chapter  2
Being and Doing: The Judicial Use of Remorse to Construct Character and Community 1
Pages 23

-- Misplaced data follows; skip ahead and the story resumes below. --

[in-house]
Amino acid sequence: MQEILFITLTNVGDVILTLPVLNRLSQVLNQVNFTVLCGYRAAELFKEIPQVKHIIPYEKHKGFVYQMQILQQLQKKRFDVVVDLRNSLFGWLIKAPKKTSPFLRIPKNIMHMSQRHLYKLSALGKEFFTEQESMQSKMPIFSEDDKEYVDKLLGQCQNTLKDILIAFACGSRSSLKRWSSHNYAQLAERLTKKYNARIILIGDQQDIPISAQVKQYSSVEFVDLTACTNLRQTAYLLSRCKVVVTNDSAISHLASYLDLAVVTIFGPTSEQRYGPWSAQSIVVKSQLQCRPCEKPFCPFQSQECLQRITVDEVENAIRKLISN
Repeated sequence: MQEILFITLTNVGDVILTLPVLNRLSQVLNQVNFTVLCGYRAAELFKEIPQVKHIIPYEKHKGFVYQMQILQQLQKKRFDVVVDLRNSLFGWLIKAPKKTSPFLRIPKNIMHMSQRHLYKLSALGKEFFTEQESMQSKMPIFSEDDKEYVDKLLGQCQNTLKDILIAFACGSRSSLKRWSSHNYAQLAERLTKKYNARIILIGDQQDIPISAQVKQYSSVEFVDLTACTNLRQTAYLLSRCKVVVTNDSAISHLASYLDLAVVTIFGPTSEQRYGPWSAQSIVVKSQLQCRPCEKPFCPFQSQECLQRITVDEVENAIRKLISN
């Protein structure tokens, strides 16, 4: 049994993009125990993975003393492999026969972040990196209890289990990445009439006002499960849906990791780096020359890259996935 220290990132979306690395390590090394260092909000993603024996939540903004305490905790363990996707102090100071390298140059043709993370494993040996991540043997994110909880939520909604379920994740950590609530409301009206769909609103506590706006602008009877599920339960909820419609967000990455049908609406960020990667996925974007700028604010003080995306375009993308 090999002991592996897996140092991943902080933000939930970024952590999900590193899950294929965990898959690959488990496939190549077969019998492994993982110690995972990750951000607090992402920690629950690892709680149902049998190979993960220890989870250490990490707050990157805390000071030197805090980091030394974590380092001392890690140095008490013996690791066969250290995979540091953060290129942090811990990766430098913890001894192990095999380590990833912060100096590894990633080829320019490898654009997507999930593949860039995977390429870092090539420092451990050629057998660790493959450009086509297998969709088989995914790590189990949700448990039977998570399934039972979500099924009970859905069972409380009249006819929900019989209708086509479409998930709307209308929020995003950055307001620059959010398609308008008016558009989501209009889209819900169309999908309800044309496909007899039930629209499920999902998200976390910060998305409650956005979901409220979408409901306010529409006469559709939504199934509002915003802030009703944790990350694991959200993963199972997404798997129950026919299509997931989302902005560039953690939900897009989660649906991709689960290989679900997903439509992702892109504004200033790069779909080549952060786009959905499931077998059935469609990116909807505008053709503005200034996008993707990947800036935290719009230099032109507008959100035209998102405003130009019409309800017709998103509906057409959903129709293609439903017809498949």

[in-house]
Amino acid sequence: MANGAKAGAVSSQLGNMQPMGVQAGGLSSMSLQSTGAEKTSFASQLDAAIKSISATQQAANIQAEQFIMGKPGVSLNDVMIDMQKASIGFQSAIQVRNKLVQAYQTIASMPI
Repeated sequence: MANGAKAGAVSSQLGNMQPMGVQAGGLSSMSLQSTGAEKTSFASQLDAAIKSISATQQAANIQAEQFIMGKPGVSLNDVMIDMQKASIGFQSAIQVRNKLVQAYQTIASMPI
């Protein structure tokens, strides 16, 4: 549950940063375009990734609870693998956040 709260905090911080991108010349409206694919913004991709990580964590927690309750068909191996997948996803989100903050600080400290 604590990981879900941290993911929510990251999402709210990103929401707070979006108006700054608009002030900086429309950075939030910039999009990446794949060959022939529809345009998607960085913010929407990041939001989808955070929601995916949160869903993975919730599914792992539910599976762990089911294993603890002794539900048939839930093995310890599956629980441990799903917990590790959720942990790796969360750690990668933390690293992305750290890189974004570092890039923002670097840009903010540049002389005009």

This "obvious" lack of remorse would be referred to by the court in its pronouncement of sentence. Here, It can see how the attribution of remorse serves to attach or detach the perpetrator from the deed and to qualify or disqualify the doer as a member of the moral community. It is a central premise of this work that the public occasions, in which there is both communal interest and communal reaction to a purported wrongdoer's remorse or absence of remorse, are significant events in the moral regulation of social life. It is in the third usage of remorse that the separation between act and being is concretized as the offender sheds the self that perpetrated the transgressive act by embarking on a project of self-transformation. However, even in cases that fit so fully into the typology of acknowledgment, suffering, and self-transformation, the attribution of remorse is fraught with ambiguity.